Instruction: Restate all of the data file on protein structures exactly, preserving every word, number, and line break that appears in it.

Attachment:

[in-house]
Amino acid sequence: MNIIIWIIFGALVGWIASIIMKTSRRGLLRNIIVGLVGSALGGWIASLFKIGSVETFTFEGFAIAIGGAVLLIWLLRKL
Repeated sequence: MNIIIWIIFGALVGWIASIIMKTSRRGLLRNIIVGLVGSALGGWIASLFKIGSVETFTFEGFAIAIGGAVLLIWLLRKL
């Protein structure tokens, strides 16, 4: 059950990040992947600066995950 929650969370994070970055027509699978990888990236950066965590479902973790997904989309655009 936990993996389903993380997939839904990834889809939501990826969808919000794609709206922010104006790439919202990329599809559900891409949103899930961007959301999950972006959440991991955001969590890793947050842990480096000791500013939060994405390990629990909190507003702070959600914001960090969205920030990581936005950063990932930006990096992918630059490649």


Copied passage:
[in-house]
Amino acid sequence: MNIIIWIIFGALVGWIASIIMKTSRRGLLRNIIVGLVGSALGGWIASLFKIGSVETFTFEGFAIAIGGAVLLIWLLRKL
Repeated sequence: MNIIIWIIFGALVGWIASIIMKTSRRGLLRNIIVGLVGSALGGWIASLFKIGSVETFTFEGFAIAIGGAVLLIWLLRKL
């Protein structure tokens, strides 16, 4: 059950990040992947600066995950 929650969370994070970055027509699978990888990236950066965590479902973790997904989309655009 936990993996389903993380997939839904990834889809939501990826969808919000794609709206922010104006790439919202990329599809559900891409949103899930961007959301999950972006959440991991955001969590890793947050842990480096000791500013939060994405390990629990909190507003702070959600914001960090969205920030990581936005950063990932930006990096992918630059490649």